Hi, I'm Brooke Alexander and you're watching Spotlight on Bipolar. Bipolar disorder is one of the most misunderstood illnesses in America today.
But while it's true, there are still work to be done to shake the stigma surrounding BP. Society's stance on Mental Illness has made great strives over the years.
Things started off strong when second century greek physicist, Aretaeus of Cappadocia first identified mania and depression as two separate forms found within the same illness.
From there, Greeks and Romans began prescribing spa treatments for both their agitated and euphoric patients believing that the lithium salts naturally contained in these waters
had healing benefits when absorbed into the skin but, from 300 to 500 AD unable to explain the unfamiliar behavior of people with mental illnesses.
Europeans believe these people were possessed by the devil. For centuries to come, treatment often read more like punishment.
The mentally ill were restrained with chains giving odd potions and subject to crude rituals such as bloodletting and an early form of shock therapy using electric eels.
These rituals to us seemed superstitious and perhaps even cruel but Christians believe that by casting out devils from the mentally ill, they were saving their souls.
The 1700 and 1800's were not much better. Shunned from society, people with bipolar disorder were placed in remote institutions where they were often subject to physical, mental and sexual abuse.
But in 1850's, a wave of research brought a great progress to the public's perception of mental illness.
In his medical reports, French psychiatrist, Jean-Pierre Falret, outlined the differences between simple depression and heightened moods.
And in 1875, Dr. Falret first referred to bipolar disorder as an illness labeling it manic-depressive psychosis.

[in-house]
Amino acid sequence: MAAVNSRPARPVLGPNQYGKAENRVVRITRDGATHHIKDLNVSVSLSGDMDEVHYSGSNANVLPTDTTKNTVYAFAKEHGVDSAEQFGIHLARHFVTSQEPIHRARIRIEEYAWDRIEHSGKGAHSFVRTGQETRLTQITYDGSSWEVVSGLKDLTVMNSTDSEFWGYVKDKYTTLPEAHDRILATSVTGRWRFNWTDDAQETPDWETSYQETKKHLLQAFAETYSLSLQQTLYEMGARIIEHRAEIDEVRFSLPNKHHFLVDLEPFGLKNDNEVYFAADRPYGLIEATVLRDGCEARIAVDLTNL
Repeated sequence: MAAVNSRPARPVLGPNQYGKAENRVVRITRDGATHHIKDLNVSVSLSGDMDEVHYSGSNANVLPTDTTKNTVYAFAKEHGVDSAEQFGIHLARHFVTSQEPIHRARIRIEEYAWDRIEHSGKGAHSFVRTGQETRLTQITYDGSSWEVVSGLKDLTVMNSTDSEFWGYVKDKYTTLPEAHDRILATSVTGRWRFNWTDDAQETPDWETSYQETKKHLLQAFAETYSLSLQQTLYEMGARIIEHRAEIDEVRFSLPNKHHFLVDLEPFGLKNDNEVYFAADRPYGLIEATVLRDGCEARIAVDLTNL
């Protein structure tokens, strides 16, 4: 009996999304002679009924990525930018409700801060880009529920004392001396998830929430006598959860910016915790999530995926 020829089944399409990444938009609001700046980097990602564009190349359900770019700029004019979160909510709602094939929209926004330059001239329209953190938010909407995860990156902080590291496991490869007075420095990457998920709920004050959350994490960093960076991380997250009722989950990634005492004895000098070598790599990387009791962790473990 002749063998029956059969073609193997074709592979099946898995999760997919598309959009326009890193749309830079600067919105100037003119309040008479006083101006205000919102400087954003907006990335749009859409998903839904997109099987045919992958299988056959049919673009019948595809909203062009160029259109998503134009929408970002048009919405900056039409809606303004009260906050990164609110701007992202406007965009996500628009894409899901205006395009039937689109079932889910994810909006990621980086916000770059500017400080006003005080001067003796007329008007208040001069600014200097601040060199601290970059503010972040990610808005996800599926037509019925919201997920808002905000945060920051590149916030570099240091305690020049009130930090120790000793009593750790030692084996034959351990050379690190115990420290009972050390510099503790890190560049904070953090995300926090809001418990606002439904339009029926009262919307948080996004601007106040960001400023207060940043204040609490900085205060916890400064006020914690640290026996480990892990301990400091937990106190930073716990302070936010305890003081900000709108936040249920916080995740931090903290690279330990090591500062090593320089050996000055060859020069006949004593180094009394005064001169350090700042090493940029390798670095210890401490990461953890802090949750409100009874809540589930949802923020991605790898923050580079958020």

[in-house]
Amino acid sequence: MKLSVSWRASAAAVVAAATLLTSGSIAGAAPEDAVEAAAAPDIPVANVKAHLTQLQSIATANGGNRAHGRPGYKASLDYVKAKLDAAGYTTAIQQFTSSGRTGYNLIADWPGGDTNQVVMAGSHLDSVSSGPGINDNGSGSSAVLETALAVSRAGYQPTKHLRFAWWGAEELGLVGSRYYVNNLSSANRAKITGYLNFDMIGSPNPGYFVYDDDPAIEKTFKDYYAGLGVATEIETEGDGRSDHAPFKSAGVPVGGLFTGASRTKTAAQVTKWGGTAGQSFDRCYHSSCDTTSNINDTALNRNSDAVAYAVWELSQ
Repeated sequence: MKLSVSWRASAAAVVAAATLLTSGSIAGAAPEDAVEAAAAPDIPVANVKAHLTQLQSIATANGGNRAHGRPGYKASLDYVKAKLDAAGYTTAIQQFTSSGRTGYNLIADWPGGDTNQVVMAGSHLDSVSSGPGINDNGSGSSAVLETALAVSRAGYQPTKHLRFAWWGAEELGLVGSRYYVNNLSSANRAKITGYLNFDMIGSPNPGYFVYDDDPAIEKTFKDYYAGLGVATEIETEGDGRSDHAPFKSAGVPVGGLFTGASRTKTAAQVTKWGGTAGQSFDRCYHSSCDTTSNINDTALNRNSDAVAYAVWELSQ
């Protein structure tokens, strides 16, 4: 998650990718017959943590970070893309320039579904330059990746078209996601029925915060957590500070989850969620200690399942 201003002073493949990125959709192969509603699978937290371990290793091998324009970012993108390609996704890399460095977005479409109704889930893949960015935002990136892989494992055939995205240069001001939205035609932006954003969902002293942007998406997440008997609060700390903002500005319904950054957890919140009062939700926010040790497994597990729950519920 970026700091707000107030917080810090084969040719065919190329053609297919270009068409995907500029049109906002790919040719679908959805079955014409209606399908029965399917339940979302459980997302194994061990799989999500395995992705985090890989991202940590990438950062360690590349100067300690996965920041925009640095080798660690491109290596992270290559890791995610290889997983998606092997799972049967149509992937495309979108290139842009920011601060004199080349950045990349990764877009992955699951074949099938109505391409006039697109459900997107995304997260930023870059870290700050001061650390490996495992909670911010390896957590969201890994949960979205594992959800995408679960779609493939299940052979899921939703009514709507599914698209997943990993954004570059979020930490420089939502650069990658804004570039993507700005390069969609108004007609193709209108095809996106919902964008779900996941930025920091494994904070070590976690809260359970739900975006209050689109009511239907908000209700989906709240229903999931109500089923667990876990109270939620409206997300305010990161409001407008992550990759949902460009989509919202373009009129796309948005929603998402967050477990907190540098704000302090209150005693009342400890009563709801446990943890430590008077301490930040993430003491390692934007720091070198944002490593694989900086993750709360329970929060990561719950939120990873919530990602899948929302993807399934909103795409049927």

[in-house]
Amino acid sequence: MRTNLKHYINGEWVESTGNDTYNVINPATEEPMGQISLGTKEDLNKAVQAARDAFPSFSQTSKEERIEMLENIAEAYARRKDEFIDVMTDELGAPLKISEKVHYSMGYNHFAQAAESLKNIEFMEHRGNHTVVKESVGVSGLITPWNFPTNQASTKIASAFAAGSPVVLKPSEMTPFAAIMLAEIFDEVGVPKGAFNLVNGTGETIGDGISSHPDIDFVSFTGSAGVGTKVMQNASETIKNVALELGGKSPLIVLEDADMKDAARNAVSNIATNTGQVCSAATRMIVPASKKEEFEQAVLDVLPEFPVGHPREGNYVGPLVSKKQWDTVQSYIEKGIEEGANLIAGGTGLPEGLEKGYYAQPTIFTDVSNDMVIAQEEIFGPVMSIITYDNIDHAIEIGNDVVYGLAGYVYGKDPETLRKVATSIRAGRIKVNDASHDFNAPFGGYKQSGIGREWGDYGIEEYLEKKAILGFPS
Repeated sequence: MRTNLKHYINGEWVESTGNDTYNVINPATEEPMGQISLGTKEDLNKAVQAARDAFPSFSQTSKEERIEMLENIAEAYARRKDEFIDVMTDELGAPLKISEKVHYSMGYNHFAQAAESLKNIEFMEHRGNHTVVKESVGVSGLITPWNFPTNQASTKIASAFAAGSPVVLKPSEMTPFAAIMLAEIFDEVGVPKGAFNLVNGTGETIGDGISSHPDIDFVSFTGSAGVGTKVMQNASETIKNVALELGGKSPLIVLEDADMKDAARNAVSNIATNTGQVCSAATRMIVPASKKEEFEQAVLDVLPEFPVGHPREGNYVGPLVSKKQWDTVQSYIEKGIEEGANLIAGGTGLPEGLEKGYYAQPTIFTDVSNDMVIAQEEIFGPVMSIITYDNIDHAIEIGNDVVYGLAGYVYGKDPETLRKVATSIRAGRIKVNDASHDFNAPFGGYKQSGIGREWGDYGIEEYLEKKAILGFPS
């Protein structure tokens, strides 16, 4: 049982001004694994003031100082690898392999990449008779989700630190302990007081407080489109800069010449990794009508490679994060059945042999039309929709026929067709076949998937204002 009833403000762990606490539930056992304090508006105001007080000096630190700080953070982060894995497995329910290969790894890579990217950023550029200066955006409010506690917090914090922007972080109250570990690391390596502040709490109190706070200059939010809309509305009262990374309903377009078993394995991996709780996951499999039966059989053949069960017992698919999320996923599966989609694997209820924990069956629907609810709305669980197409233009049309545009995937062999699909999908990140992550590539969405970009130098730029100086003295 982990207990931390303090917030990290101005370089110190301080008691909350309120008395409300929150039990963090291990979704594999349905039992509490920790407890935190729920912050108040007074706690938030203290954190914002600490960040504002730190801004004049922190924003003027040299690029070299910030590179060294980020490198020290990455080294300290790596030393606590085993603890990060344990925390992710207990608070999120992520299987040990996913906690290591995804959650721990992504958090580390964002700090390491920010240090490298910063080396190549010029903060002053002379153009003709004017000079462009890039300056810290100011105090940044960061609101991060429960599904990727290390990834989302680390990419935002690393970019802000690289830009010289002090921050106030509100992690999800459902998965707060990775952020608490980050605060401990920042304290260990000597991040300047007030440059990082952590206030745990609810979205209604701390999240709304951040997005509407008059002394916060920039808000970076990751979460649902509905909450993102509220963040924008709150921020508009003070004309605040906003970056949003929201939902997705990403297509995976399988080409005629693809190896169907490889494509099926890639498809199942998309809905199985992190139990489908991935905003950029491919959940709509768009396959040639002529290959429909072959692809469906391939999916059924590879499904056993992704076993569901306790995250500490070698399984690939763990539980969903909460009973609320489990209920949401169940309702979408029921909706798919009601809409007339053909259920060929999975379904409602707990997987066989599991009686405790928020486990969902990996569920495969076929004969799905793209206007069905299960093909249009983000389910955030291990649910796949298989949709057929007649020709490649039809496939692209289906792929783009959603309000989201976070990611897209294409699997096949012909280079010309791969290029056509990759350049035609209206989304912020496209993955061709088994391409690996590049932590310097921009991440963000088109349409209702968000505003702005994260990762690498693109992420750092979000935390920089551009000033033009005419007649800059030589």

Despite scientific breakthrough, early 20th century treatment of mental illnesses still resembled a bad horror film.
Lobotomies were commonly prescribed in the late 1930's to the 1960's. The 1930's has also brought Electroshock Therapy into practice.
This form of the now highly regulated treatment was administered involuntarily sometimes as many as 12 times a day.
But the 1950's and 1960's however, the discovery of new drugs for treating mental illness made these older therapies obsolete.
In 1968, bipolar disorder was reclassified as manic-depressive illness in both the International Classification of Diseases and the Diagnostic and Statistical Manual of Mental Disorders.
The decade that followed introduced a surge in legislature protecting people with mental illnesses.
In 1972, a new mandate in community care for residents with mental illnesses introduced minimum standards, staffing and safeguarding requirements for psychiatric institutions.
That same here, the right to public school education was granted to all school aged Americans living with mental illness.
Those same rights are preserved today by the individuals with disabilities education act.
Advocacy by and for psychiatric patients began to occur. This continued throughout the 1980's culminating in the Americans with Disabilities Act in 1990.
Today, thanks to the work of those before us. People with bipolar disorder find a variety of choices in medications, care and support and the best is yet to come.
Tune in to our upcoming segment on Testing for Bipolar Disorder for a sneak peak into the future of BP research and diagnosis.
That's it for this episode of Spotlight on Bipolar. We'll see you next time.